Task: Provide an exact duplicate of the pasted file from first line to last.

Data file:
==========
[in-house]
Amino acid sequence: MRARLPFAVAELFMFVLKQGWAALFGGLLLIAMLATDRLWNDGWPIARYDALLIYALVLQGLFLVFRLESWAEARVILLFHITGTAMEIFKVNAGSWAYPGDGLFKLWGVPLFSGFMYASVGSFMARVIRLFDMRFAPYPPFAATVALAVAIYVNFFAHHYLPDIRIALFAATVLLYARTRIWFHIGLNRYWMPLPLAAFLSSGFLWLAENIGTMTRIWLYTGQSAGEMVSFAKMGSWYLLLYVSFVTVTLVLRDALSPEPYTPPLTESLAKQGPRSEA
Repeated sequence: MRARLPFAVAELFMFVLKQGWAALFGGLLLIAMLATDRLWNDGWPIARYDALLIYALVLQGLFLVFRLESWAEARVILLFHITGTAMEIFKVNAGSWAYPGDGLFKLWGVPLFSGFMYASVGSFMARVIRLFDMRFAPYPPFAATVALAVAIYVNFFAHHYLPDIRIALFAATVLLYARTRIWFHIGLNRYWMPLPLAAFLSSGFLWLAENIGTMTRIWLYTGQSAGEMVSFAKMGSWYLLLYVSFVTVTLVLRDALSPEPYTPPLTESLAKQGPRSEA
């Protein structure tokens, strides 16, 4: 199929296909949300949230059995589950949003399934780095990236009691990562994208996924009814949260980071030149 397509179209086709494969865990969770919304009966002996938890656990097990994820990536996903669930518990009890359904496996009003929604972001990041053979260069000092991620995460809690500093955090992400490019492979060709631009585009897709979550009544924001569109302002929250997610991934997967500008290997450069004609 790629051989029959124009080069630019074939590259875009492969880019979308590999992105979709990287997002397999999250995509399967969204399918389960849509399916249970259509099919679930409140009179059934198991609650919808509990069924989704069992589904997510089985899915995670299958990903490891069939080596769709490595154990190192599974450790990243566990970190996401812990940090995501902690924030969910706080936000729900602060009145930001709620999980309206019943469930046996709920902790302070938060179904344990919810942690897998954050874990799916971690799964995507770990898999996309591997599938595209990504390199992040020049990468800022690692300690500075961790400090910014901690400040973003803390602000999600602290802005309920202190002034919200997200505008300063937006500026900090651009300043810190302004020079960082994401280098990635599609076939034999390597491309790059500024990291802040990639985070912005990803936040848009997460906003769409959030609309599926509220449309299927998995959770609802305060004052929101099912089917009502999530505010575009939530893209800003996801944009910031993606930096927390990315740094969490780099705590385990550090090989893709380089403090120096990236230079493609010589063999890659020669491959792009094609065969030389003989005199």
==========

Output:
[in-house]
Amino acid sequence: MRARLPFAVAELFMFVLKQGWAALFGGLLLIAMLATDRLWNDGWPIARYDALLIYALVLQGLFLVFRLESWAEARVILLFHITGTAMEIFKVNAGSWAYPGDGLFKLWGVPLFSGFMYASVGSFMARVIRLFDMRFAPYPPFAATVALAVAIYVNFFAHHYLPDIRIALFAATVLLYARTRIWFHIGLNRYWMPLPLAAFLSSGFLWLAENIGTMTRIWLYTGQSAGEMVSFAKMGSWYLLLYVSFVTVTLVLRDALSPEPYTPPLTESLAKQGPRSEA
Repeated sequence: MRARLPFAVAELFMFVLKQGWAALFGGLLLIAMLATDRLWNDGWPIARYDALLIYALVLQGLFLVFRLESWAEARVILLFHITGTAMEIFKVNAGSWAYPGDGLFKLWGVPLFSGFMYASVGSFMARVIRLFDMRFAPYPPFAATVALAVAIYVNFFAHHYLPDIRIALFAATVLLYARTRIWFHIGLNRYWMPLPLAAFLSSGFLWLAENIGTMTRIWLYTGQSAGEMVSFAKMGSWYLLLYVSFVTVTLVLRDALSPEPYTPPLTESLAKQGPRSEA
């Protein structure tokens, strides 16, 4: 199929296909949300949230059995589950949003399934780095990236009691990562994208996924009814949260980071030149 397509179209086709494969865990969770919304009966002996938890656990097990994820990536996903669930518990009890359904496996009003929604972001990041053979260069000092991620995460809690500093955090992400490019492979060709631009585009897709979550009544924001569109302002929250997610991934997967500008290997450069004609 790629051989029959124009080069630019074939590259875009492969880019979308590999992105979709990287997002397999999250995509399967969204399918389960849509399916249970259509099919679930409140009179059934198991609650919808509990069924989704069992589904997510089985899915995670299958990903490891069939080596769709490595154990190192599974450790990243566990970190996401812990940090995501902690924030969910706080936000729900602060009145930001709620999980309206019943469930046996709920902790302070938060179904344990919810942690897998954050874990799916971690799964995507770990898999996309591997599938595209990504390199992040020049990468800022690692300690500075961790400090910014901690400040973003803390602000999600602290802005309920202190002034919200997200505008300063937006500026900090651009300043810190302004020079960082994401280098990635599609076939034999390597491309790059500024990291802040990639985070912005990803936040848009997460906003769409959030609309599926509220449309299927998995959770609802305060004052929101099912089917009502999530505010575009939530893209800003996801944009910031993606930096927390990315740094969490780099705590385990550090090989893709380089403090120096990236230079493609010589063999890659020669491959792009094609065969030389003989005199």